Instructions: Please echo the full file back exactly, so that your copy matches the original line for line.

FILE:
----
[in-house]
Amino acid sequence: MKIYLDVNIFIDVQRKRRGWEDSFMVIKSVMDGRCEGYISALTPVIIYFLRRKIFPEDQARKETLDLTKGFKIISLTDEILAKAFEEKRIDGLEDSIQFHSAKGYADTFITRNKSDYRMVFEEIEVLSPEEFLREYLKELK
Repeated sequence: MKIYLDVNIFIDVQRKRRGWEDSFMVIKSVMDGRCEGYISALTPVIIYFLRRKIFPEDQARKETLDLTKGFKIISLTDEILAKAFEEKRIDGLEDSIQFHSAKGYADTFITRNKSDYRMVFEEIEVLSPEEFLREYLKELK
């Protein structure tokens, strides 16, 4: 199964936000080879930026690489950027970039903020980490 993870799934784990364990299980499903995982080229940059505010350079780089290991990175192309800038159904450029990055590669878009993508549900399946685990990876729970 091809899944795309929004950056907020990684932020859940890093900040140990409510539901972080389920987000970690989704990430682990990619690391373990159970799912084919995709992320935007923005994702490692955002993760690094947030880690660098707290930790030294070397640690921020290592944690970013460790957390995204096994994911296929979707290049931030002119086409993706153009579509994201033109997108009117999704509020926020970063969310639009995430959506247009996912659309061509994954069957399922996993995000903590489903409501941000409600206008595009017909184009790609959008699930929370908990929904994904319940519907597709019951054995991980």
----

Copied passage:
[in-house]
Amino acid sequence: MKIYLDVNIFIDVQRKRRGWEDSFMVIKSVMDGRCEGYISALTPVIIYFLRRKIFPEDQARKETLDLTKGFKIISLTDEILAKAFEEKRIDGLEDSIQFHSAKGYADTFITRNKSDYRMVFEEIEVLSPEEFLREYLKELK
Repeated sequence: MKIYLDVNIFIDVQRKRRGWEDSFMVIKSVMDGRCEGYISALTPVIIYFLRRKIFPEDQARKETLDLTKGFKIISLTDEILAKAFEEKRIDGLEDSIQFHSAKGYADTFITRNKSDYRMVFEEIEVLSPEEFLREYLKELK
């Protein structure tokens, strides 16, 4: 199964936000080879930026690489950027970039903020980490 993870799934784990364990299980499903995982080229940059505010350079780089290991990175192309800038159904450029990055590669878009993508549900399946685990990876729970 091809899944795309929004950056907020990684932020859940890093900040140990409510539901972080389920987000970690989704990430682990990619690391373990159970799912084919995709992320935007923005994702490692955002993760690094947030880690660098707290930790030294070397640690921020290592944690970013460790957390995204096994994911296929979707290049931030002119086409993706153009579509994201033109997108009117999704509020926020970063969310639009995430959506247009996912659309061509994954069957399922996993995000903590489903409501941000409600206008595009017909184009790609959008699930929370908990929904994904319940519907597709019951054995991980």